This morning the Office for National Statistics announced that inflation has risen to 4.2%, from ‘just’ 3.1% in September. The result is that the Bank of England will be under phenomenal pressure to raise rates, as early as next month. We sought the views of mortgage brokers about what anyone considering taking a mortgage, or with one, should do.
8 responses from the Newspage community
"We have already seen a number of rate rises from lenders over the past month and, after the extreme spike in inflation announced on Wednesday, the next wave of mortgage rate hikes is likely to come soon. Those who have mortgage deals ending in the next six months are advised to get in contact with their broker to secure a deal while rates are still competitive. Given the pace with which inflation is rising, who knows what the Bank of England could do next."
"The surge in inflation to 4.2% will undoubtedly result in higher mortgage costs for borrowers as lenders are likely to hike up their rates 'today' based on expectations that the Bank of England will follow suit 'tomorrow'. Anyone thinking about getting a mortgage should move quickly to speak to an adviser as some mortgage lenders will allow the current low rates to be locked in at an early stage in the mortgage application process. Those with a mortgage already, particularly where the current deal ends within the next six months, should review their circumstances to see if a better deal can be had."
"If you are considering taking out a mortgage, it makes sense to do this sooner rather than later. However, do not panic if you are not ready. Although rates are starting to creep up, they are still very low relative to long-term trends and there are plenty of great deals still to be had."
"Don't panic. Though we may be seeing mortgage interest rates rise, we are talking here about moving from record-breakingly low, to just really low. It is still more important to look at the other aspects of any mortgage deal; what are the fees, should you fix, do you have a 2, 3, or 5 year deal (or longer)? Don't become fixated on the interest rate, as you could well end up making an expensive mistake."
"A few weeks ago my inbox was being bombarded with emails from lenders advising of rate changes, and for the first time in over a year they were increases. This seems to have calmed down now though as the banks have had time to 'price in' inflation. Interest rates are still incredibly low. Inflation actually benefits borrowers to some degree. If inflation is 4% and you are paying 2% on debt this is what economists call a 'real interest rate' of -2%. There's no reason to panic. Just get good advice and do what's right for your situation."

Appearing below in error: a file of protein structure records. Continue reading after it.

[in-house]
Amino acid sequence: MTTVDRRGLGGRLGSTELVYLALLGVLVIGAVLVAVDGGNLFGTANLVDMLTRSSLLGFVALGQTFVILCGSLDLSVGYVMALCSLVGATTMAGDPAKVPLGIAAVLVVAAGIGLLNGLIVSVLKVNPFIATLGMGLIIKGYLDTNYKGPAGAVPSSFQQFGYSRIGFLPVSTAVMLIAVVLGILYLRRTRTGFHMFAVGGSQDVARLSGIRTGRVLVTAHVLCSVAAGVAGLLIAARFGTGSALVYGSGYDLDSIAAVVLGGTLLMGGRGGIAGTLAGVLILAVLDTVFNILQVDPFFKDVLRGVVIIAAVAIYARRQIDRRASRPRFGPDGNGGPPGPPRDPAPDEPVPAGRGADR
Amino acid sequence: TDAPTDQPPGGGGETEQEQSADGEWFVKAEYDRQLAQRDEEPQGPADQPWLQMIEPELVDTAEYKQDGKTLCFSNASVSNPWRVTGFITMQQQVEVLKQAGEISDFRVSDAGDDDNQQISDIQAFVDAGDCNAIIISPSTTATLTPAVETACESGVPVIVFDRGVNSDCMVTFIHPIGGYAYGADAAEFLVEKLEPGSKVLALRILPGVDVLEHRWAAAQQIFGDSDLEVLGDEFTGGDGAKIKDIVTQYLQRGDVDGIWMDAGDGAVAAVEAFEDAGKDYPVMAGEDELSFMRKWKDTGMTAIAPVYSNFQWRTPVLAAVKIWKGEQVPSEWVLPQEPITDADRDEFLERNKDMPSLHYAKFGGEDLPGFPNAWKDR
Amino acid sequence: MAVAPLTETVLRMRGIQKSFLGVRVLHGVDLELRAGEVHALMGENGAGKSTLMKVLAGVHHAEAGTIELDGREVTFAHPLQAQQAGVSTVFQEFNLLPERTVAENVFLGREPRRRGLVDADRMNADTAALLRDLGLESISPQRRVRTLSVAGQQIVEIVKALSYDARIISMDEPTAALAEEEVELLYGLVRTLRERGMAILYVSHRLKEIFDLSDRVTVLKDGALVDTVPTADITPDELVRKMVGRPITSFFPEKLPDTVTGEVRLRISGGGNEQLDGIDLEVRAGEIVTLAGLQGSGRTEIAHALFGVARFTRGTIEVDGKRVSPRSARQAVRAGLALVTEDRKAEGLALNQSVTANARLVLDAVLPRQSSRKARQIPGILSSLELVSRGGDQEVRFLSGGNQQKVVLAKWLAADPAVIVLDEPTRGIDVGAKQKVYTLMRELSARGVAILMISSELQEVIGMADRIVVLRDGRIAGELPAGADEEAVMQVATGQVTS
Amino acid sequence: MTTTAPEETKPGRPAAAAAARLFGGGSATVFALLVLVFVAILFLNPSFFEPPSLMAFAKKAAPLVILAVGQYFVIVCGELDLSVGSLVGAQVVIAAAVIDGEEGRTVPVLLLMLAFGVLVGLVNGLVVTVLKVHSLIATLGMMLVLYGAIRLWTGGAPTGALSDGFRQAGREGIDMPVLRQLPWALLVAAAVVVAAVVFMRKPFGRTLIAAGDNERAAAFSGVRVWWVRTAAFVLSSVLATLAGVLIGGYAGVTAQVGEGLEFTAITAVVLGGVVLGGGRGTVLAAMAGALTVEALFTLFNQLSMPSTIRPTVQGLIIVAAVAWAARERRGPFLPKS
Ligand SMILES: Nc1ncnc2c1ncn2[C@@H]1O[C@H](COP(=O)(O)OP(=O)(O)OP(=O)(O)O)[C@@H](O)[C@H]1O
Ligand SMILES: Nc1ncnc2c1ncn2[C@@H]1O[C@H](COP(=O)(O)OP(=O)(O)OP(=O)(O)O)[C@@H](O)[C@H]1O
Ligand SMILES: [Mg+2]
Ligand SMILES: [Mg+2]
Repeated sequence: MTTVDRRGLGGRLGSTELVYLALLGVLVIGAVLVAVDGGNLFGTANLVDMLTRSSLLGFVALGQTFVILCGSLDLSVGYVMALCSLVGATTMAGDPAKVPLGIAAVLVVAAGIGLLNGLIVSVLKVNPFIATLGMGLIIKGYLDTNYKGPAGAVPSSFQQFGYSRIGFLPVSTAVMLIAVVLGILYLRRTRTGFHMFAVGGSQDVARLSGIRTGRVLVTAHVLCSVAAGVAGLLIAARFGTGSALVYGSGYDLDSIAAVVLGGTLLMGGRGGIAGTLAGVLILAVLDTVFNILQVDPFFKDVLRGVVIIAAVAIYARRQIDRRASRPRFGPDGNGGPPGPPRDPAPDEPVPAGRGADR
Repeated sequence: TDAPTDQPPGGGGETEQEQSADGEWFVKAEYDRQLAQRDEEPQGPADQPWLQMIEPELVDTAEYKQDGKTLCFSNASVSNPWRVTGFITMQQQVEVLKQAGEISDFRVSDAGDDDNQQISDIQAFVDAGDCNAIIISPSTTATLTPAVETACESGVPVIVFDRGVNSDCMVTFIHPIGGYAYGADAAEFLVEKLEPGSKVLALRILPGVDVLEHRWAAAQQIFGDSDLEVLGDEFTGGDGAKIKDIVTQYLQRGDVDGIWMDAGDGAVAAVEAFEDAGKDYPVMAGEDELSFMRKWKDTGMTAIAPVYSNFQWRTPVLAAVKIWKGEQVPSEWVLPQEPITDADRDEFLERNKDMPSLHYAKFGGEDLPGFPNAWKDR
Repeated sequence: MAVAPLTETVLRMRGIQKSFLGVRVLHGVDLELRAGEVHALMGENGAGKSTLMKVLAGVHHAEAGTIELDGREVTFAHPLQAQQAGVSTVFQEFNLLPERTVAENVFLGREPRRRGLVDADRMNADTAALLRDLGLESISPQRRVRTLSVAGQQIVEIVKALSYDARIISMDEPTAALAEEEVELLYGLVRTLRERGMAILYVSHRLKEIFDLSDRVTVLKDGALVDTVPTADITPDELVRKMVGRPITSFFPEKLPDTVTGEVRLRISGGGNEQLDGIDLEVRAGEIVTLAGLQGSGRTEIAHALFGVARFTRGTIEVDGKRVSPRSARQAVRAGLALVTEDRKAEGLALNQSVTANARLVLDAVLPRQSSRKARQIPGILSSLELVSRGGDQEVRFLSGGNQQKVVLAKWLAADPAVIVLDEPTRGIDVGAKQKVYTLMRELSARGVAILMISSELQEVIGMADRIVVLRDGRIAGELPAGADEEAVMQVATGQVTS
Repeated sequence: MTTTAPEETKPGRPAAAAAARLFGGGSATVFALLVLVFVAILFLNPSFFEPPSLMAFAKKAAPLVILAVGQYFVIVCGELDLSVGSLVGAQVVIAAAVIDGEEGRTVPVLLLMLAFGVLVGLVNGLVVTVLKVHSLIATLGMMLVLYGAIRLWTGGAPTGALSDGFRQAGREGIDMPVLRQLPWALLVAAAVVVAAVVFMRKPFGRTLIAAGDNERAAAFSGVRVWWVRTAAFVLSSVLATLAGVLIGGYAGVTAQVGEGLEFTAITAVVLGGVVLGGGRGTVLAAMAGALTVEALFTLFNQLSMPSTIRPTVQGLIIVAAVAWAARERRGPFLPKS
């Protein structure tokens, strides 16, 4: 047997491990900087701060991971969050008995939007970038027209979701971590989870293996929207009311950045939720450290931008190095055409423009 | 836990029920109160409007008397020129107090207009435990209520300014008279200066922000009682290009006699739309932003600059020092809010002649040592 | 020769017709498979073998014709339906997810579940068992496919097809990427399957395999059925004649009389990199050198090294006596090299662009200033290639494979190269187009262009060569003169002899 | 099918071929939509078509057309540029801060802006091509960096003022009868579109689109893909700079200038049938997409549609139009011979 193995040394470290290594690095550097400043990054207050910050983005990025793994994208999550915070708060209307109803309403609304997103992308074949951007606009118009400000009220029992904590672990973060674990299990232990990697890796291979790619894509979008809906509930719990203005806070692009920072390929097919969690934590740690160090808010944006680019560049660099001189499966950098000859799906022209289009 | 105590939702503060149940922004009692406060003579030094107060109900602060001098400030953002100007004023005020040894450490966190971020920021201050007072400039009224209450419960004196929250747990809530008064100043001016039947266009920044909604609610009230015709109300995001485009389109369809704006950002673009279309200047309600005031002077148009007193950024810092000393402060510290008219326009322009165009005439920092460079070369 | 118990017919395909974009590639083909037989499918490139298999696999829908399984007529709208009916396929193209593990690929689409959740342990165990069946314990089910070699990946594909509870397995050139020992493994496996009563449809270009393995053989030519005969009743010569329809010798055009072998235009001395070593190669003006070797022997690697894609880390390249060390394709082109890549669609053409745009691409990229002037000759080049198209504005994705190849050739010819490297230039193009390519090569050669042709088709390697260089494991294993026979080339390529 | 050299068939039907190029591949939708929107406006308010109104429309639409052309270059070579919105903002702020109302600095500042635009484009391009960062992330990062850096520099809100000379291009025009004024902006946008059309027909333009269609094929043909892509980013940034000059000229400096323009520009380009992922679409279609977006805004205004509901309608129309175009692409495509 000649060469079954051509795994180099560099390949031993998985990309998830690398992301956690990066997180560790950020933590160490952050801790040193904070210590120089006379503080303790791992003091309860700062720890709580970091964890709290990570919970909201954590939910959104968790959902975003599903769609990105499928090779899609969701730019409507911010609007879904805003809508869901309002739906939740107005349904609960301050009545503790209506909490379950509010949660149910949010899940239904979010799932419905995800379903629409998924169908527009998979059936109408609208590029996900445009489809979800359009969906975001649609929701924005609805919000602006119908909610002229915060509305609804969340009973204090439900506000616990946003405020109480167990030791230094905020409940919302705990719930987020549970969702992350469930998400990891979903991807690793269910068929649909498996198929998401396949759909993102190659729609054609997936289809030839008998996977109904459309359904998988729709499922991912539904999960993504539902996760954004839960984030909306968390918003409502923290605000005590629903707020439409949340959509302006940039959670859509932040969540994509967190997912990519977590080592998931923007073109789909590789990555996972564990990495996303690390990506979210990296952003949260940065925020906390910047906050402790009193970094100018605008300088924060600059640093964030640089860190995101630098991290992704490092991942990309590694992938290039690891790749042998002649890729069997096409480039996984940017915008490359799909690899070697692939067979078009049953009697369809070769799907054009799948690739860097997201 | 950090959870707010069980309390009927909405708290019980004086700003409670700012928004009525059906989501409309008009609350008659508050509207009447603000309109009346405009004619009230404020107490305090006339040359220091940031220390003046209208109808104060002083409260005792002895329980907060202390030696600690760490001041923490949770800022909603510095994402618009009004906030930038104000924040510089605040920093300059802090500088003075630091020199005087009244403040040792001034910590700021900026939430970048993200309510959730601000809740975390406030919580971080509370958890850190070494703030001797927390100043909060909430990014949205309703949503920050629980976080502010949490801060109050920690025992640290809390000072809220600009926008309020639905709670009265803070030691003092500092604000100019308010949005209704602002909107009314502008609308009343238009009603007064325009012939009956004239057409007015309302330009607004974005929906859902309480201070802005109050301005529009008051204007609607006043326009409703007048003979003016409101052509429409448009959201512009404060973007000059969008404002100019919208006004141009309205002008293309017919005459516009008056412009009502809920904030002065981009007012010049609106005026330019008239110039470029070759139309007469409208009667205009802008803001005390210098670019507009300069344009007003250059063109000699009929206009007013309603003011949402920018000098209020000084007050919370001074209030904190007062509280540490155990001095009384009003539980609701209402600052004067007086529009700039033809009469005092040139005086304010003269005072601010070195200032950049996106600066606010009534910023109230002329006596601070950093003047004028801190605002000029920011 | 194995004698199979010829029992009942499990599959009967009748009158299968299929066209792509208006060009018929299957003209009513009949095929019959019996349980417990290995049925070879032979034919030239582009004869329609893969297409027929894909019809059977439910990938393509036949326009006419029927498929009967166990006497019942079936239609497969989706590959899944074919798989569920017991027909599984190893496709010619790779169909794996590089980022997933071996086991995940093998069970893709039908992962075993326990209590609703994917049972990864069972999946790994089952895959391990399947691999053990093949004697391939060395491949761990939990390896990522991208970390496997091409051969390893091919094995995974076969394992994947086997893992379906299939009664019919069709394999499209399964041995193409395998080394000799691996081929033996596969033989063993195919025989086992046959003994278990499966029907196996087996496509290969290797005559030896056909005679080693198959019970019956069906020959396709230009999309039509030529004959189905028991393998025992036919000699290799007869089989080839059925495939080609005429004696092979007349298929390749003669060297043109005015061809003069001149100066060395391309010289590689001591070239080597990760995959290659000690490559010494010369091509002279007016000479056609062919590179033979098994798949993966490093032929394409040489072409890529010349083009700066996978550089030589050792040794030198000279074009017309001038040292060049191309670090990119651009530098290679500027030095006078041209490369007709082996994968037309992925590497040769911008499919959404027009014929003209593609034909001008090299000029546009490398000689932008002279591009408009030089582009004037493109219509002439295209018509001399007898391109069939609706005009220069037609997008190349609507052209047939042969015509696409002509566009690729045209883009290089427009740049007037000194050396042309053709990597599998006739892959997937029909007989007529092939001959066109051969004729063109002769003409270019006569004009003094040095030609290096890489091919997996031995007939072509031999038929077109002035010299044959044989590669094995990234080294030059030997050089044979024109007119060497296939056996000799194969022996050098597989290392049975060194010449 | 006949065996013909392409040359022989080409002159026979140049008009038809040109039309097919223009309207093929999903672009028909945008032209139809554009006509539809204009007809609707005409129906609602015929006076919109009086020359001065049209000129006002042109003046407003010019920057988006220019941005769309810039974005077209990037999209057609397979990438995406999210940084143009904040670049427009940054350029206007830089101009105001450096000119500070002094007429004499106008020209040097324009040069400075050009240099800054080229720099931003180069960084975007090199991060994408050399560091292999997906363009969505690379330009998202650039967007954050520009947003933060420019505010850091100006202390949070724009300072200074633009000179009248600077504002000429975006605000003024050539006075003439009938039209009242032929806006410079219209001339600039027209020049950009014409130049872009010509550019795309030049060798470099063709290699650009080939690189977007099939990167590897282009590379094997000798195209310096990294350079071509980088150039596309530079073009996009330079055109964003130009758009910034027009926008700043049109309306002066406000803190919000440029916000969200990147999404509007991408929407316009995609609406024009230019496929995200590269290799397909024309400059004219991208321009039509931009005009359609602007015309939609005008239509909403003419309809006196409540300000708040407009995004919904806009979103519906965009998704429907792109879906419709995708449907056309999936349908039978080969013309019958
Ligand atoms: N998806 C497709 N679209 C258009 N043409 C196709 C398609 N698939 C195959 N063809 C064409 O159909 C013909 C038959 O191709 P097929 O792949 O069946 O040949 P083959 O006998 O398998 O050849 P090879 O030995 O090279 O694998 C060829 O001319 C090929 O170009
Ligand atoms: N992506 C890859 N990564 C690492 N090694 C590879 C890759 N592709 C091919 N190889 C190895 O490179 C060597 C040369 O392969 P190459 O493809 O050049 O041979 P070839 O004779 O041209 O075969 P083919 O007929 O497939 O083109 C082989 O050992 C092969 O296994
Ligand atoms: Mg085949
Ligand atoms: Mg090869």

"If you're in the market to buy your first home, or indeed need to remortgage then get on and do it now, with a view to fixing your rate for as long as is reasonable for you. This gives you the ability to ride out short-term economic shocks and protect yourself from potential future rate rises. The reality is, rates are still very low and they're only going to go one way. However, the best advice to anyone worried by data showing that inflation has risen to 4.2% is to not panic or worry. As the old Stoic masters taught us, we can't control what happens, we can only control how we respond."
Talk. To. A. Broker. Remortgage offers are typically valid for 6 months so if your rate is ending in that period, or if you are already sat on a lender's standard variable rate (which is generally silly anyway), go on Google today, search for 'mortgage advice' in your town, and call whoever has the best reviews to arrange an appointment. Even leaving it a few weeks could cost you hundreds, if not thousands of pounds in extra interest."
“The Bank of England are under huge pressure to raise the base rate and many expected that raise to have happened at their last meeting. On that occasion, they were worried about just how fragile the UK economy might be and in particular what impact on unemployment we would see after the furlough scheme came to an end, we now know that unemployment is extremely low hence an interest raise now carries less risk. We have of course already seen many lenders raising their rates in preparation of the Bank of England action and I can see the base rate returning to the pre pandemic level of 0.75% over the coming months and whilst historically this is still a very low rate, it is nonetheless a significant increase on the current 0.10% and that can only ,mean one thing, higher mortgage rates. We have seen an increased number of clients wanting to look at their mortgage, most with a view to obtaining a low fixed rate now to add stability for the next few years. Many will now be attracted to longer term fixed rates, such as five, 10 or even 15 year deals, rather than just looking at the lowest monthly payments now.”